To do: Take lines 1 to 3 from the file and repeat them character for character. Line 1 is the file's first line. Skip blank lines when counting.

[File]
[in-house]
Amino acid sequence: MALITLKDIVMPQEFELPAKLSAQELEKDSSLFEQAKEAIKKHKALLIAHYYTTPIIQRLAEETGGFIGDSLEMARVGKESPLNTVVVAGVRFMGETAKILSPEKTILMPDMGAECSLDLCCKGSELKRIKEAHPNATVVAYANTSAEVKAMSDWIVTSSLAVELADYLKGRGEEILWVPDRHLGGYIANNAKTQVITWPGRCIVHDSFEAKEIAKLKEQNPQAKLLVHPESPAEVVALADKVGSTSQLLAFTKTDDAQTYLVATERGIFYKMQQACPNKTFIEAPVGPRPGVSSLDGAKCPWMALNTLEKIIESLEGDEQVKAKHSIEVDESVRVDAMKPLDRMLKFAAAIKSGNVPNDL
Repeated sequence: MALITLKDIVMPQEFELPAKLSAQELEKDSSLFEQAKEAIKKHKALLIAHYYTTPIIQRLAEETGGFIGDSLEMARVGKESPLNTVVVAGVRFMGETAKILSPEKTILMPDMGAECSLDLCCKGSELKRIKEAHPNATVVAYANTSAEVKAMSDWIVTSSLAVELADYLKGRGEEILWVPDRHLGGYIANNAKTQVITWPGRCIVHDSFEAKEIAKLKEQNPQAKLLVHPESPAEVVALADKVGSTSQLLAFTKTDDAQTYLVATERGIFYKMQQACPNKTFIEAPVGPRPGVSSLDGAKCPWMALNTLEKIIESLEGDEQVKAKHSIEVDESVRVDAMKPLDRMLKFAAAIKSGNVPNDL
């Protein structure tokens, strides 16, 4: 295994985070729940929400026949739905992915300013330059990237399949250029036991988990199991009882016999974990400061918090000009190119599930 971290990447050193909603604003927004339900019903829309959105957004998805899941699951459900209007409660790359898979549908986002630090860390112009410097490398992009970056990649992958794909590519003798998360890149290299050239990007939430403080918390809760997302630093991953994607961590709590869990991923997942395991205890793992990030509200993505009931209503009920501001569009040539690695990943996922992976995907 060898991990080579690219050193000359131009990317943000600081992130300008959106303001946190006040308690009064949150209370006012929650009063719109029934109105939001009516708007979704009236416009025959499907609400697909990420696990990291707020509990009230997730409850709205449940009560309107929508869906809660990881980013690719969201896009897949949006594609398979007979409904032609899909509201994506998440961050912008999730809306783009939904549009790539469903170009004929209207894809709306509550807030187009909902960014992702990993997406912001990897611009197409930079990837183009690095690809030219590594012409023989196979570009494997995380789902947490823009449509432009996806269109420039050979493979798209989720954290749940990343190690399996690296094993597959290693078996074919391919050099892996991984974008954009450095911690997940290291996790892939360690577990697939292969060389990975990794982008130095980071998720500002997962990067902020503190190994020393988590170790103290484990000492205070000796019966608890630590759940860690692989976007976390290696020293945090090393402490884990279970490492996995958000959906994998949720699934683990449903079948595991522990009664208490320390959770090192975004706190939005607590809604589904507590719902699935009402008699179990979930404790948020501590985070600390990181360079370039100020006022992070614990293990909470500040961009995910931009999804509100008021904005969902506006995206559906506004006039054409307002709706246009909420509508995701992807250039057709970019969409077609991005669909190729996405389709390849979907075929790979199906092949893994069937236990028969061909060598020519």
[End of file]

[in-house]
Amino acid sequence: MALITLKDIVMPQEFELPAKLSAQELEKDSSLFEQAKEAIKKHKALLIAHYYTTPIIQRLAEETGGFIGDSLEMARVGKESPLNTVVVAGVRFMGETAKILSPEKTILMPDMGAECSLDLCCKGSELKRIKEAHPNATVVAYANTSAEVKAMSDWIVTSSLAVELADYLKGRGEEILWVPDRHLGGYIANNAKTQVITWPGRCIVHDSFEAKEIAKLKEQNPQAKLLVHPESPAEVVALADKVGSTSQLLAFTKTDDAQTYLVATERGIFYKMQQACPNKTFIEAPVGPRPGVSSLDGAKCPWMALNTLEKIIESLEGDEQVKAKHSIEVDESVRVDAMKPLDRMLKFAAAIKSGNVPNDL
Repeated sequence: MALITLKDIVMPQEFELPAKLSAQELEKDSSLFEQAKEAIKKHKALLIAHYYTTPIIQRLAEETGGFIGDSLEMARVGKESPLNTVVVAGVRFMGETAKILSPEKTILMPDMGAECSLDLCCKGSELKRIKEAHPNATVVAYANTSAEVKAMSDWIVTSSLAVELADYLKGRGEEILWVPDRHLGGYIANNAKTQVITWPGRCIVHDSFEAKEIAKLKEQNPQAKLLVHPESPAEVVALADKVGSTSQLLAFTKTDDAQTYLVATERGIFYKMQQACPNKTFIEAPVGPRPGVSSLDGAKCPWMALNTLEKIIESLEGDEQVKAKHSIEVDESVRVDAMKPLDRMLKFAAAIKSGNVPNDL